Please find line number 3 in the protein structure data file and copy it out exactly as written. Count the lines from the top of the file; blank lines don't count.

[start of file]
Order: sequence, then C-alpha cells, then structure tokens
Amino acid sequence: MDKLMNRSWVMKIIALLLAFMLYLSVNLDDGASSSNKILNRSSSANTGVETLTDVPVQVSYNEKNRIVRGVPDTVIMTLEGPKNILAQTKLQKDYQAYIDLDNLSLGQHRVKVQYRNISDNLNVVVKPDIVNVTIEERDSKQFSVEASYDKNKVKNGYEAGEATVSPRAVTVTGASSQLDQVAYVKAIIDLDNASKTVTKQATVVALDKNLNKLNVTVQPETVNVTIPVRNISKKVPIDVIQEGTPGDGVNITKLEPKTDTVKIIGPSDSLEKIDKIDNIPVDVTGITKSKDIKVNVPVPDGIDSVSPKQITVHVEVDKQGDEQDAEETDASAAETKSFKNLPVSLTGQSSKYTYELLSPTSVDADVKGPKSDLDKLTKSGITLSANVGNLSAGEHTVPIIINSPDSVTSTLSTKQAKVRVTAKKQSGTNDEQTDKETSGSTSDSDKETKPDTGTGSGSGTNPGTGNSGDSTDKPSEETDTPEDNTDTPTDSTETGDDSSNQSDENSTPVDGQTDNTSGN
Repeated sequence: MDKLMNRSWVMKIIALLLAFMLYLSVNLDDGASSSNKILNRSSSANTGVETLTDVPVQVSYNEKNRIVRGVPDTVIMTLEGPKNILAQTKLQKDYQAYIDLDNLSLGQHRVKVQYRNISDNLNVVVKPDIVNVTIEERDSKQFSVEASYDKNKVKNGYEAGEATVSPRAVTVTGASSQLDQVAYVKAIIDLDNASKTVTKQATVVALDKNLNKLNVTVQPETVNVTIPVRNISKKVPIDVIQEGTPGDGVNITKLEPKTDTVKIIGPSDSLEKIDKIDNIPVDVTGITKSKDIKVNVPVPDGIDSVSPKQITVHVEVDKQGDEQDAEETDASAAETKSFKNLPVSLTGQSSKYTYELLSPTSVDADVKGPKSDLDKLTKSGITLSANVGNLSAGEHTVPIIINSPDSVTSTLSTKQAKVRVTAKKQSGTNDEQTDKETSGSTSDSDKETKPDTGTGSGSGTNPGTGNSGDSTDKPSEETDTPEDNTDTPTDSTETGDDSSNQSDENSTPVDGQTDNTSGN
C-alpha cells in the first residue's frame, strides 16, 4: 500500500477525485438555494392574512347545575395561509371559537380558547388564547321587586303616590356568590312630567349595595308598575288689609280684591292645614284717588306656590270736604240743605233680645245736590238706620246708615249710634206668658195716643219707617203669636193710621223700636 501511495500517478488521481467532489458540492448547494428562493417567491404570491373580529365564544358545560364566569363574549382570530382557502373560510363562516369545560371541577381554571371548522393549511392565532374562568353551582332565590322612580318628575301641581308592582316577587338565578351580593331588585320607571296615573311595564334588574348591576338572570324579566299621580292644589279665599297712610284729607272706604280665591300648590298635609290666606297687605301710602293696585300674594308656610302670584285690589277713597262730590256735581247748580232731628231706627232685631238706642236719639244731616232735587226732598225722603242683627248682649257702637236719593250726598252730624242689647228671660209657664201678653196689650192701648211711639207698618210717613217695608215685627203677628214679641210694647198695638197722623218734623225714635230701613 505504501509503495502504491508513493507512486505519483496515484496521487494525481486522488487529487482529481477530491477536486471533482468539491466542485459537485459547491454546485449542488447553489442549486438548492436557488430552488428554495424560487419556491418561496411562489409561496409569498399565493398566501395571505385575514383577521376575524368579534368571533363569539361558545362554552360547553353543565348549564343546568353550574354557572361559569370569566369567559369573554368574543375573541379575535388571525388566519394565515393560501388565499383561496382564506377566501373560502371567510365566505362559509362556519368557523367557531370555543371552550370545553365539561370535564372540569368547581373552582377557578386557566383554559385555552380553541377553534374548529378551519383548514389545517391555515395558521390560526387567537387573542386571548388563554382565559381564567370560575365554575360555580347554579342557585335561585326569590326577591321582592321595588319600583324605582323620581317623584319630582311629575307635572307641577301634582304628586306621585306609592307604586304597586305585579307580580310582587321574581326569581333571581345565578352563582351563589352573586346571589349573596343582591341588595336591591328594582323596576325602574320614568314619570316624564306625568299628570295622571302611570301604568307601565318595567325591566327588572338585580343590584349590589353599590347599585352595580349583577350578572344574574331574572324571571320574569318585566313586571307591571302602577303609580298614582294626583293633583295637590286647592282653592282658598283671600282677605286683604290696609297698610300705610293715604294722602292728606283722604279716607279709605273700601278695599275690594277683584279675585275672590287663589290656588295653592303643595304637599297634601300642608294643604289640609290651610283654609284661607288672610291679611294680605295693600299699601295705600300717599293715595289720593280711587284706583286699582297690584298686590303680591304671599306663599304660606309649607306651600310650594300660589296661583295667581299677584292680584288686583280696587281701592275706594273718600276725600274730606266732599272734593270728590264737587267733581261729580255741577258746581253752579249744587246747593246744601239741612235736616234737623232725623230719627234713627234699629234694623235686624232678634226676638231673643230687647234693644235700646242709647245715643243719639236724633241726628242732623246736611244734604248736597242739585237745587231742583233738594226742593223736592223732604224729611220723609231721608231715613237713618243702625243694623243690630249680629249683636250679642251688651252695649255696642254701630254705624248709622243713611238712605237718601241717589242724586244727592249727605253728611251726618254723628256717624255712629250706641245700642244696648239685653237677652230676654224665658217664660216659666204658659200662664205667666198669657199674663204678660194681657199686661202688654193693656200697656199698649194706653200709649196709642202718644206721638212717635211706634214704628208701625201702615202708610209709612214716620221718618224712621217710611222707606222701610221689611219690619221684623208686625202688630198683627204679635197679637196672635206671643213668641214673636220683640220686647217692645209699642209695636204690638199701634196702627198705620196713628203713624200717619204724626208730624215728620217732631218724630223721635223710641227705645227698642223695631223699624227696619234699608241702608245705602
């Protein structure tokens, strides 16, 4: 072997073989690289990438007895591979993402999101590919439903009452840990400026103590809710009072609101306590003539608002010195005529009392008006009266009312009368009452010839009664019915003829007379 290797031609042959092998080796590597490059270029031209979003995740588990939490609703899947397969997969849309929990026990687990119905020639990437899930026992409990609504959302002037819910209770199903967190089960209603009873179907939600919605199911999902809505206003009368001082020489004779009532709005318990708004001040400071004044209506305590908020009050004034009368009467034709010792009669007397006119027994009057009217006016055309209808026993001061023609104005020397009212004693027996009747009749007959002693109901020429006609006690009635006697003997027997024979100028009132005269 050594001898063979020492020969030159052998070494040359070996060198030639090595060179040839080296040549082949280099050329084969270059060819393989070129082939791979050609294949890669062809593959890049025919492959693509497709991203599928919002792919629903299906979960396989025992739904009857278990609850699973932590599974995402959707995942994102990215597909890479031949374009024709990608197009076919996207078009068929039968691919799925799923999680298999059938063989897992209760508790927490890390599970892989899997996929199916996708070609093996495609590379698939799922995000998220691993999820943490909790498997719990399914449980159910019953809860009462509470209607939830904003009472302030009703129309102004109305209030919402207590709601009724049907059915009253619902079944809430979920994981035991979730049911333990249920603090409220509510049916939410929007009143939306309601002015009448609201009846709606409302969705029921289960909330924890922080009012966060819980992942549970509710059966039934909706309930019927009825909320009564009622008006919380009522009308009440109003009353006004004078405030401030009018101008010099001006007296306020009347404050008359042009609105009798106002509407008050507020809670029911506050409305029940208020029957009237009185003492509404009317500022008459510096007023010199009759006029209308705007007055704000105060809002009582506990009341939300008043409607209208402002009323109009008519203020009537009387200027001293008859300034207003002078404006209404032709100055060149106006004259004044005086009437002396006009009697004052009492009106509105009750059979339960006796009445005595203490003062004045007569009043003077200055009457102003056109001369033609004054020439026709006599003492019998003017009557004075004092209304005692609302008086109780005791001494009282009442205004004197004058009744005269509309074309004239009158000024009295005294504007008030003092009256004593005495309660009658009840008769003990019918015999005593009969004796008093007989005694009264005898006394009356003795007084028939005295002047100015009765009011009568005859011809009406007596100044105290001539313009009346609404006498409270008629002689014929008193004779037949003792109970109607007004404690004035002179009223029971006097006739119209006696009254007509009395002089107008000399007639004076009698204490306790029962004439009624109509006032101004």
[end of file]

Repeated sequence: MDKLMNRSWVMKIIALLLAFMLYLSVNLDDGASSSNKILNRSSSANTGVETLTDVPVQVSYNEKNRIVRGVPDTVIMTLEGPKNILAQTKLQKDYQAYIDLDNLSLGQHRVKVQYRNISDNLNVVVKPDIVNVTIEERDSKQFSVEASYDKNKVKNGYEAGEATVSPRAVTVTGASSQLDQVAYVKAIIDLDNASKTVTKQATVVALDKNLNKLNVTVQPETVNVTIPVRNISKKVPIDVIQEGTPGDGVNITKLEPKTDTVKIIGPSDSLEKIDKIDNIPVDVTGITKSKDIKVNVPVPDGIDSVSPKQITVHVEVDKQGDEQDAEETDASAAETKSFKNLPVSLTGQSSKYTYELLSPTSVDADVKGPKSDLDKLTKSGITLSANVGNLSAGEHTVPIIINSPDSVTSTLSTKQAKVRVTAKKQSGTNDEQTDKETSGSTSDSDKETKPDTGTGSGSGTNPGTGNSGDSTDKPSEETDTPEDNTDTPTDSTETGDDSSNQSDENSTPVDGQTDNTSGN